With the NanoVNA (and upcoming NanoVNA 2.0) being so affordable and readily available many budget focused RF enthusiasts and hams are now adding a tool to their arsenal that used to only be for the wealthy and commercial users. Vector Network Analyzers (VNAs) allow you to do things like make SWR measurements on antennas, characterize RF filters and detect coax cable faults, among other applications.
However, much like the RTL-SDR there is no one company or entity controlling the NanoVNA concept or development. The NanoVNA name now encompasses a mishmash of similar but slightly different hardware created by multiple manufacturers/community members, and multiple firmware and software developed by the community. This can be frustrating for some people as community developed products typically do not have full manuals and support that you would find in products from a larger commercial company. Instead some time to research and understand the product may be required.
Whilst almost plug and play, to use the NanoVNA you still need to understand what a VNA is, how to calibrate it, and how to read it's measurements. And in addition, for the NanoVNA in particular you'll want to know the differences in NanoVNA versions, how to update the firmware and where to find optional PC programs for it.
In order to help people new to VNAs and the NanoVNA, Christoph Schwarzler (OE1CGS) and Maximilian Schwarzler (OE1SML) have written a Kindle eBook called "A guide to the NanoVNA". The guide goes over what a VNA is and how it works, NanoVNA hardware versions and what to avoid, what accessories you might need, how to update the firmware, how to read the various charts, how to navigate the menus, how to calibrate and how to use NanoVNA PC software. The book also goes over some use cases for the NanoVNA, including creating a loading coil for a 40m short vertical antenna, creating a band pass filter, and checking for coax short circuit defects. At only US$2.99 it's a good way to get started with the NanoVNA.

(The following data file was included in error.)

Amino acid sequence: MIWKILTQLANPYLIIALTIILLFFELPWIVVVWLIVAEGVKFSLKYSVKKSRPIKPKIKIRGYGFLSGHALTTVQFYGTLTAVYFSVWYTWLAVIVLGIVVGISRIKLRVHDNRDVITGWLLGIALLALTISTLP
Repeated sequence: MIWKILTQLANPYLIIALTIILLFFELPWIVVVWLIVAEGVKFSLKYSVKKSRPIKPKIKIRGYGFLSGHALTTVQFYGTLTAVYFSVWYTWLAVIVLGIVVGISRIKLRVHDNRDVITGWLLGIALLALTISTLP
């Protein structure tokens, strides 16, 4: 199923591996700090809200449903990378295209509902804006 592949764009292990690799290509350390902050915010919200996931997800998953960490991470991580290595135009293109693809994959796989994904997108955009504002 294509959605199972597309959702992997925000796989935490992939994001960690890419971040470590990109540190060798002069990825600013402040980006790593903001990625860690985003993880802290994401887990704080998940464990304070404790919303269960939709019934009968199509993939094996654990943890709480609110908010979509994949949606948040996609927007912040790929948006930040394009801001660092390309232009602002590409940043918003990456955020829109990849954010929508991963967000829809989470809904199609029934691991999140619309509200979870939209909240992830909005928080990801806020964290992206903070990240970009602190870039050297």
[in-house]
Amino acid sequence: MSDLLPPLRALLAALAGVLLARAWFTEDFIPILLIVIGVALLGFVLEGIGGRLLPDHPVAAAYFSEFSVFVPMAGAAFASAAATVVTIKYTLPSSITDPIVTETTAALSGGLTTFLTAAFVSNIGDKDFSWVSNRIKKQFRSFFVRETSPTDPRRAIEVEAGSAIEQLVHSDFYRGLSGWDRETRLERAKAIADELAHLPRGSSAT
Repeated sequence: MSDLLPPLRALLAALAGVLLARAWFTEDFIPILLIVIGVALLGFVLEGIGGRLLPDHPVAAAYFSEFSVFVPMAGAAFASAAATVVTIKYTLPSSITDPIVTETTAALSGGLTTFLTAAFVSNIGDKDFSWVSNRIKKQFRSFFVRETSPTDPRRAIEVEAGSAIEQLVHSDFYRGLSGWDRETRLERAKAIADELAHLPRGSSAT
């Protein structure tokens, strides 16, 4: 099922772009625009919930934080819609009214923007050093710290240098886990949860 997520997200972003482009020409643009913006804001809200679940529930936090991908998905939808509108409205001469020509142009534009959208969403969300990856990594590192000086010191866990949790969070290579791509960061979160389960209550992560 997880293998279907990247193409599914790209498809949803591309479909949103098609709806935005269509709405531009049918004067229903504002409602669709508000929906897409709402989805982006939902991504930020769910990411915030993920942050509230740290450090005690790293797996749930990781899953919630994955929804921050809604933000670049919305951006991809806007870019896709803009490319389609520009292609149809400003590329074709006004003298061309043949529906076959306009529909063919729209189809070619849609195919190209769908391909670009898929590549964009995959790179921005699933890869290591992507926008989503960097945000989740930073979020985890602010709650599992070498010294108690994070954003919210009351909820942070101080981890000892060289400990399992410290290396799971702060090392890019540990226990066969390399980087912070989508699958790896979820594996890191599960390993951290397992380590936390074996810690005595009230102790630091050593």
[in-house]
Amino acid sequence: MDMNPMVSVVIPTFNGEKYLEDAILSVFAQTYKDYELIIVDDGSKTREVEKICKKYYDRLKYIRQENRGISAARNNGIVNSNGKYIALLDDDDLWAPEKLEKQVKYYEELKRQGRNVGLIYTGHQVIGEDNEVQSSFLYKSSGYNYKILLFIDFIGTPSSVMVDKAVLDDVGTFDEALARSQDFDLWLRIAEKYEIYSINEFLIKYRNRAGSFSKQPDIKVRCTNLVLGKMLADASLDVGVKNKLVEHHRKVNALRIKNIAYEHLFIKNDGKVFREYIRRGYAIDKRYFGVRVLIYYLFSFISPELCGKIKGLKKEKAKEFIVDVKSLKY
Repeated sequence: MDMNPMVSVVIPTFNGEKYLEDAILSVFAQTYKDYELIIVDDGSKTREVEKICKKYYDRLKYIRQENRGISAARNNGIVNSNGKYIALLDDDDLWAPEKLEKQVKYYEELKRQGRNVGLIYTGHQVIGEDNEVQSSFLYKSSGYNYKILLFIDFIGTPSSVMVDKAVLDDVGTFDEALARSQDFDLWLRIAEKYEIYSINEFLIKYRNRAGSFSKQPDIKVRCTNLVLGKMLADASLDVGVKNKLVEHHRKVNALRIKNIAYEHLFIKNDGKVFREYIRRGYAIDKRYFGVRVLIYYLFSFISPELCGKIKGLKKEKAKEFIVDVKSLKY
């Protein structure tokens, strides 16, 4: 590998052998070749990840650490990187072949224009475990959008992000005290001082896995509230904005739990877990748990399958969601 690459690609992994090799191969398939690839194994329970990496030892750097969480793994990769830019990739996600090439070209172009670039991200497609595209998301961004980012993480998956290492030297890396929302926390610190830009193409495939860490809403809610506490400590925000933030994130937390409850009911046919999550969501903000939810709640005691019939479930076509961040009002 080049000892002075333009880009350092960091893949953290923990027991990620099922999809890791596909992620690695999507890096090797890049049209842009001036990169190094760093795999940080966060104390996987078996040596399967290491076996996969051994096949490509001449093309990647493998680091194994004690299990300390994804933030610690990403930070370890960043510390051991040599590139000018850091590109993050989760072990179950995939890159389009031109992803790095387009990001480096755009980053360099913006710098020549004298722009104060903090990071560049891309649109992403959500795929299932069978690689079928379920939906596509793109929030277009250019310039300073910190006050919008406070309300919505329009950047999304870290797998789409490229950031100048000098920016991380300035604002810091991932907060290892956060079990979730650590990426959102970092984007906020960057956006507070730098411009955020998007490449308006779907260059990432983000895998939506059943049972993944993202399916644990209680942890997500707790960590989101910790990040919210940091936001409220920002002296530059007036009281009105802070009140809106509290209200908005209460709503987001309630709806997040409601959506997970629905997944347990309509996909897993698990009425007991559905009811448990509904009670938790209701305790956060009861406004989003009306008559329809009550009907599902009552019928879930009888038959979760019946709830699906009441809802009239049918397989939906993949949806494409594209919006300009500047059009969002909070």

Thank you to RJ Juneau (ylabrj / VA3YLB) for sharing with us his NanoVNA firmware update guide for idiots. NanoVNA firmware is updated fairly often, so this is a good reference guide for those who want to test the latest code as updating the firmware is a multi-step process. He writes
I've put together a "for idiots" document (I'm both the writer and the target audience) that holds your hand through the process of upgrading from Windows, and covers some important issues like:
Are you using a nanoVNA or an updated nanoVNA-H?
Where to pick up the right software for the board
Do you want the VNA or the antenna analyzer version?
Back in October 2019 we posted about the upcoming NanoVNA version 2.0 which back then was still being designed with a predicted release date of January 2020. Recently some photos of the NanoVNA 2.0 prototype have been uploaded to the NanoVNA groups.io forum.
The NanoVNA 2.0 is expected to retail at around US$60 which is around the same price as the current NanoVNA. The current NanoVNA is limited in that it can only measure from 50 kHz to 900 MHz, with performance being reduced above 300 MHz. It can be extended to 1.5 GHz, but with severely reduced performance. The NanoVNA 2.0 will be able to measure from 50 kHz to 3 GHz, and possibly up to 3.5 GHz. Version 2.0 will also have improved dynamic range.
The NanoVNA (v1.0) is a versatile Vector Network Analyzer (VNA) that was originally designed by @edy555 / ttrftech. What makes it so special is it's extremely low cost as it can be found on eBay & Aliexpress for under US$40 and on Amazon for around US$50-US$70. A VNA is an extremely useful tool in any ham or RF enthusiasts tool belt as it can be used to measure RF filters, tune antennas, measure coax cable loss, and find cable faults.
NanoVNA Version, Model, Naming and Credit Confusion
Eddy555's original NanoVNA design has already been released for several years prior to the current NanoVNA popularity boom, but during those years eddy555 was only selling the product in small quantities as a DIY kitset.
The current low cost NanoVNA's available on the market now are mostly the "hugen" version known as the NanoVNA-H. Hugen is a ham who innovated on eddy555's original open source design, adding features like battery management, improved PCB layout, PC software and extending the frequency range from 300 MHz to 900 MHz.
There is now also the "NanoVNA-F" version available which is a clone of the "NanoVNA-H" but with a larger 4.3" screen, larger battery, range extended to 1 GHz, and firmware based on a RToS. It sells at a much higher price of US$110 - US$129.